This is my personal reality...a reality that may of my white brothers and sisters will not understand because it is not a part of their reality.  The fairness that all are entitled to is not experienced by all.  And the undercurrent of racism is so entrenched in American culture that it is easy to overlook if you are not the victim of its practices.

Racism is not as overt as the tragic killings that occurred in Louisiana and Minnesota.  Most experiences of racism is actually difficult to prove...but if you are on the receiving end of it, you know it when you see it.

I don't blame all of my trials and tribulations on racism in America, but at the same time, I am smart enough to know that many of the issues that occurred happened because I simply did not fit into a demographic that would allow me to move forward with ease.

And now, I think about my commute to work.  I think about my three younger brothers who are all good, law abiding men and yet I know that they will always be seen as "black" men first.  And honestly, I don't know what that means anymore.  If I say the wrong thing or move the wrong way too fast or too slow, will I be accosted and thrown into jail?  Or worse, will I be shot because my actions were somehow perceived as a threat, even if the threat was only in the mind of the person that stopped me in the first place?

I think about my mother as well as all of the African American mothers out there who have sons and had to groom them for a life that they knew would present challenges for them. They knew that being black in this country is not always an asset.  And this is something that some white people will never understand.

A white mother does not have to prepare her children for the likelihood that her child's life will be made more difficult because of the color of their skin.  Some white people may not want to hear this...but simply because they don't doesn't make it any less a fact

Right now, millions of black mothers are in fear for the safety of their sons and daughters.  My mother is one of them, even though one of her sons is a police officer.

What happened in Louisiana and Minnesota was tragic.  What happened in Dallas was just as tragic.  One incident does not outweigh the other for to say that it does means that someone's pain is greater than someone elses.  Pain is pain.  Hurt is hurt.

Tears that falls from a mothers eyes, regardless of the race of the woman still reflects a broken heart.  Now is the time for a serious dialogue and then the appropriate action to follow behind it.  People need to understand that there is not a need for "White Privilege."  And my white brothers and sisters need to understand that it does exist.  As I said earlier, it is so entrenched in American culture that if you are not on the receiving end of it, you would not be able to see it; and if you can't see it, how will you know that it exists?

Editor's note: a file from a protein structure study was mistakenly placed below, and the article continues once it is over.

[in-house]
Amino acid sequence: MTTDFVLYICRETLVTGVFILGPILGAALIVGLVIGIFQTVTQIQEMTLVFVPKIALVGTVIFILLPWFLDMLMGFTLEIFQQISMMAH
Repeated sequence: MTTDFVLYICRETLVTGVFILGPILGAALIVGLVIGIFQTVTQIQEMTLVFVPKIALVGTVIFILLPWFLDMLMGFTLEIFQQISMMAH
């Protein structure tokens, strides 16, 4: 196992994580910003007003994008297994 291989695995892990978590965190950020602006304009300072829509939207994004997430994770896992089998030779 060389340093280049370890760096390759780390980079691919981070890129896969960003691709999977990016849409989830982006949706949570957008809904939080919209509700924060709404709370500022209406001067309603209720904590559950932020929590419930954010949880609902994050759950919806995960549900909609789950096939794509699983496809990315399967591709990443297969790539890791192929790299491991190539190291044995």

I'm not telling you that this is a problem that will be eradicated overnight.  The problem did not appear overnight and it will  not dissipate overnight.  It will be difficult.  The reason why it will be difficult is because many of my white brothers and sisters will not acknowledge that there is a problem and would like to see things remain status quo.  Honestly, if I were part of a demographic that had an edge simply because of the color of my skin, I don't know how quickly I would want to give that up either.

What is needed now more than ever is someone who will lead us with power, peace and the love of God.  We need prayer.  We need to see past our differences.  We truly need to learn how to love and accept one another for everything that we are as well as everything that we aren't.

Because at the end of the day, all lives matter!!!

~ J.L. Whitehead

Wednesday, July 6, 2016

Can we change?

I have never viewed myself as extraordinary.  I never thought that I would amount to anything great or do something that would make a difference in this world...no matter how much I wanted to.  I've been around people that have said, "Yes...you're going to make it because there's something in you that won't let you fail."